In the beer-drinking world, many of us sophisticated types long ago evolved from the 24-packs of thin, flavourless piss to craft beers of all persuasions. Though sometimes things get a little carried away with the addition of fruits, chocolate and hot peppers. And don’t get me started on IPAs.
The latest trend is the beer-tasting room, where you can stand, or sit at little tables, and savour small glasses (say, five or eight ounces) of beer, usually produced by an attached brewery. Perhaps the only food offered is from independent food trucks at the curb. Want some beer to take home? You’ll probably have to buy a refillable growler.
Vancouver, for instance, features two new tasting rooms. Brassneck Brewery (2148 Main Street) opened this fall with some eight beers to sample, while 33 Acres Brewing (15 West 8 Avenue) has two on tap. I recently visited the latter, which is a nice, bright place to sip a glass of 33 Acres of Life while chatting with friends. It felt more like a modern coffee shop (minus the laptops) than a prototypical pub. It’s all part of a craft beer renaissance in Vancouver, aided by the updating of antiquated liquor laws that allows the licencing of city tasting lounges.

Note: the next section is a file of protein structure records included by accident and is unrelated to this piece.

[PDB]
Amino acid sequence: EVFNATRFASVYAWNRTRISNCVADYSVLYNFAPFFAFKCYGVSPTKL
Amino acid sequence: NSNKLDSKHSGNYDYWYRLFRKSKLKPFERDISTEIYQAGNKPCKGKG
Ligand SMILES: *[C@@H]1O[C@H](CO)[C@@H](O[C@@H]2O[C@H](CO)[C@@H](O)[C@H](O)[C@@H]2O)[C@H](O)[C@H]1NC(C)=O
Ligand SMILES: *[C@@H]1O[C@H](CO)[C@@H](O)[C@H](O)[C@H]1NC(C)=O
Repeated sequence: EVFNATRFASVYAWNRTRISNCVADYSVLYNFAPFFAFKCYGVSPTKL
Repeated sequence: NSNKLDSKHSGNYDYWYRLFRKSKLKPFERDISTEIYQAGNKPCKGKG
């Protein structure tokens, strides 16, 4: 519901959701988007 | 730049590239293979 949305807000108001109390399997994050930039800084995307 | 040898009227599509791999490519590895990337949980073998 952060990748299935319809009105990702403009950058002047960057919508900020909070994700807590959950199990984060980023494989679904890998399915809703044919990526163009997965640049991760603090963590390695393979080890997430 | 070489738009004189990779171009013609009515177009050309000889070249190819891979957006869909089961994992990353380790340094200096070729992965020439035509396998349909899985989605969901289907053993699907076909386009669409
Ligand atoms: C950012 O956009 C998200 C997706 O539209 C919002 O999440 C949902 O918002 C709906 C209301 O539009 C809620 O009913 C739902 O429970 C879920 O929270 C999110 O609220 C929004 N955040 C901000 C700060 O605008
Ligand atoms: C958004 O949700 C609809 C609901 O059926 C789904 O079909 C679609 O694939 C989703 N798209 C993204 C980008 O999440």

Whether tasting rooms are your cup of beer is a matter of preference. Methinks that in big cities, it’s a trend that’s just getting started.
Road Food For Thought: What ever happened to those beer bottle openers in motel bathrooms? Don’t they know all these craft beers don’t have screw tops?
Why do most bottles of Canadian craft beers contain only 331 or 341 millilitres (11 or a little more ounces) of golden liquid, compared with 12 ounces for their American counterparts? The funny thing is, put the same Canadian beer in a can and you suddenly get 12 ounces (355 ml), often for less money. Go figure.
Obviously, American beer has always been cheaper than Canadian suds. But the production and marketing of specialty brews down south has raised the price of some 22-ounce bottles to between $4 and $9 apiece. Guess they’re taking their cue from the specialty coffeehouses.